Intel’s chip offerings are clearly to blame, but that very much is a Lenovo problem. A huge problem, really. ThinkPads are supposed to be top-tier industry-leading laptops. It’s a proud brand with a great history. But now they’ve released a $2,400 notebook that gets crap battery life and only stays cool and quiet when you stick to basic productivity tasks.

Intel’s performance-per-watt problems have been obvious for years, as has Apple’s custom silicon performance-per-watt prowess. None of this is the least bit surprising.

Sidenote in My Continuing Series of Observing PC Hardware Being Graded on a Curve: Chin describes the 14-inch 1920 × 1200 display as “nice” and it goes into the “Good” column. But that’s just 162 pixels per inch. MacBook Air displays are 224 PPI. MacBook Pros: 254 PPI. iPad Pros: 264 PPI. The 2007 original iPhone had a 162 PPI display. This ThinkPad display is “nice” only if you have a time machine and carry it back to before retina displays became the norm.

Apple Card to Soon Offer Interest-Bearing Savings Accounts 

Apple Newsroom, last week:

Apple today announced a new Savings account for Apple Card that will allow users to save their Daily Cash and grow their rewards in a high-yield Savings account from Goldman Sachs. In the coming months, Apple Card users will be able to open the new high-yield Savings account and have their Daily Cash automatically deposited into it — with no fees, no minimum deposits, and no minimum balance requirements. Soon, users can spend, send, and save Daily Cash directly from Wallet.

Apple Card users will be able to easily set up and manage Savings directly in their Apple Card in Wallet. Once users set up their Savings account, all future Daily Cash received will be automatically deposited into it, or they can choose to continue to have it added to an Apple Cash card in Wallet. Users can change their Daily Cash destination at any time.

Apple evolving into a bank is a turn I never would have predicted a decade ago. But so far their offerings are all very consumer-friendly. The annual yield hasn’t been announced yet because interest rates are in such flux. (A lot of you reading this are probably too young to remember when savings accounts accrued meaningful interest; that’s one upside to higher interest rates.)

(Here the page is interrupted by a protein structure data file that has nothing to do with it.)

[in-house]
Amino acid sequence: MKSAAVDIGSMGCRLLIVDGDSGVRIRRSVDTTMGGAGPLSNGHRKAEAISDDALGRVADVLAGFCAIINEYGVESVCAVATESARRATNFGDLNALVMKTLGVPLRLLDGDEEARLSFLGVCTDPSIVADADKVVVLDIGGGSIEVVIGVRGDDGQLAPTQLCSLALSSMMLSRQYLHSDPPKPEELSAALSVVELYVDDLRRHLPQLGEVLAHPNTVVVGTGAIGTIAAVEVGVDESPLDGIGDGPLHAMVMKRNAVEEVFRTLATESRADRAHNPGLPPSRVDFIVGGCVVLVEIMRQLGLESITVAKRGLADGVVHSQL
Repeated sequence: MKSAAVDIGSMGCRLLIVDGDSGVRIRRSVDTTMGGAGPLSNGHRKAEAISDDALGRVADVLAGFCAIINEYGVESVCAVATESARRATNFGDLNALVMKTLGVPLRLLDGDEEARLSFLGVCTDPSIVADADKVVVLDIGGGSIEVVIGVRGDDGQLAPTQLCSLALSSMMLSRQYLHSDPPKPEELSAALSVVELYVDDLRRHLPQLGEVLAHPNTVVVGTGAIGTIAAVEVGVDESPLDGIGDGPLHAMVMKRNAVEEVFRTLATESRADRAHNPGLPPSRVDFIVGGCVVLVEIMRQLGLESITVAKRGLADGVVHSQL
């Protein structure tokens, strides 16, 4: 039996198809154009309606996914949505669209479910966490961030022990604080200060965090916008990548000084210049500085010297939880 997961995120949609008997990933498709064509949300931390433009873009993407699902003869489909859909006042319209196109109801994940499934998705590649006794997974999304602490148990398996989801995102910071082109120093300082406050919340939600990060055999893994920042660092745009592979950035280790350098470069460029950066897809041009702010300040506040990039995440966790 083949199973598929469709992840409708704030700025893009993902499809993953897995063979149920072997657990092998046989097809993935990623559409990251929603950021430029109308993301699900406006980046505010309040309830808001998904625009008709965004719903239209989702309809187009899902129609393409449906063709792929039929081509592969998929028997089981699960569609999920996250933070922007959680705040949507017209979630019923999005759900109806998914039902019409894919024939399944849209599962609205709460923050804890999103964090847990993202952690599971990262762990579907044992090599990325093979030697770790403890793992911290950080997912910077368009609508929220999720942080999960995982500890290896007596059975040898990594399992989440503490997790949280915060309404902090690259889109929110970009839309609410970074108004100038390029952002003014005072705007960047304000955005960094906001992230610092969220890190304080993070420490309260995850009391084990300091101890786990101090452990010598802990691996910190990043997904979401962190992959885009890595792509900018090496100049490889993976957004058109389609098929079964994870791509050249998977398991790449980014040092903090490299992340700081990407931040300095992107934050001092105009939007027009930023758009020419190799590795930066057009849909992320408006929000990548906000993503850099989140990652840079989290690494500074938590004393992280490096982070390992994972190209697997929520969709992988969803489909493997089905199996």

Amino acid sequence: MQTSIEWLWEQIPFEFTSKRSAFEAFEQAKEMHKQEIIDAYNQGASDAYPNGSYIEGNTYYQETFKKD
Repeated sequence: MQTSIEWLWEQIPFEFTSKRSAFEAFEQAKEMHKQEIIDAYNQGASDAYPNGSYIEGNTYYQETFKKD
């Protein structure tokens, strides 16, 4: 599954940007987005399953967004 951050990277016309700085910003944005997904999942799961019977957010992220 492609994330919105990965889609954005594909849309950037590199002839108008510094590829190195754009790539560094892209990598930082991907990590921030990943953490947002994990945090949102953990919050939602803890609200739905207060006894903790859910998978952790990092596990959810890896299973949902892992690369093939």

The Next iPhone SE, Probably Coming in Spring 2024, Will Probably Be Based on the iPhone XR / iPhone 11 Design 

Hartley Charlton, writing for MacRumors last week:

Now, Young’s revised forecast claims that the device will feature a 6.1-inch display with a notch. Whether the iPhone SE ‘s notch will contain a TrueDepth camera array like other iPhone models to facilitate Face ID is not known. Some rumors indicate that the iPhone SE will not gain Face ID, instead sticking with Touch ID like previous models to keep costs down.

Moving to an all-screen design, there will no longer be space for a capacitive Touch ID Home button in the device’s bottom bezel. Multiple reports, including information from MyDrivers and Apple analyst Ming-Chi Kuo suggest that Apple is planning to add a Touch ID Side button to the iPhone SE, much like the iPad Air and iPad mini.

Apple hasn’t yet set a consistent pattern with iPhone SE models, but one thing that has been consistent is that they’ve been based on “old” iPhone hardware designs. The first-gen SE was like an iPhone 5S; the 2020 and 2022 models look like the iPhone 6/7/8. What gets upgraded in the SE models are the A-series chips.

It makes all the sense in the world that the next SE will ship in the spring of 2024, and will be based on the iPhone XR / iPhone 11 (non-pro) design. I had been holding out hope, idly, that the next SE might be based on the iPhone 12/13 Mini design, but the XR/11 makes way more sense. The SE iPhone models are supposed to be popular but low-priced, and as sad as it makes me to say it, the iPhone Mini has not been popular. It’s also the case that the iPhone Minis have nice OLED displays; the XR/11 have LCD displays that aren’t as nice but cost less. That LCD screen technology has “next SE” written all over it.

This is all just rumor and conjecture, of course. But I’d bet a few dollars on it. I’d even bet that this next XR-lookalike SE will come with the A16 chip from last month’s new iPhone 14 Pro models — that’ll be the same chip in next September’s non-pro iPhone 15 models, and then this 4th-gen SE will come out six or so months later.

This would mean that this year’s 3rd-gen SE will be the last iPhone with the classic home button design, and, sadly, we might never see a Mini-sized iPhone again.

Jef Holbrook: ‘Stage Manager on iPadOS 16 Is Multitasking Soup’ 

Painful-to-watch video of Jef Holbrook — with assistance from his cat — trying to figure out how Stage Manager works on iPadOS 16. Understatement of the year: “A lot of it is very imprecise.”

The design remains muddled and implementation half-baked. But the new iPad hardware is here so it’s time to ship.

Kakao, Korea’s Everything App, Suffers Serious Outage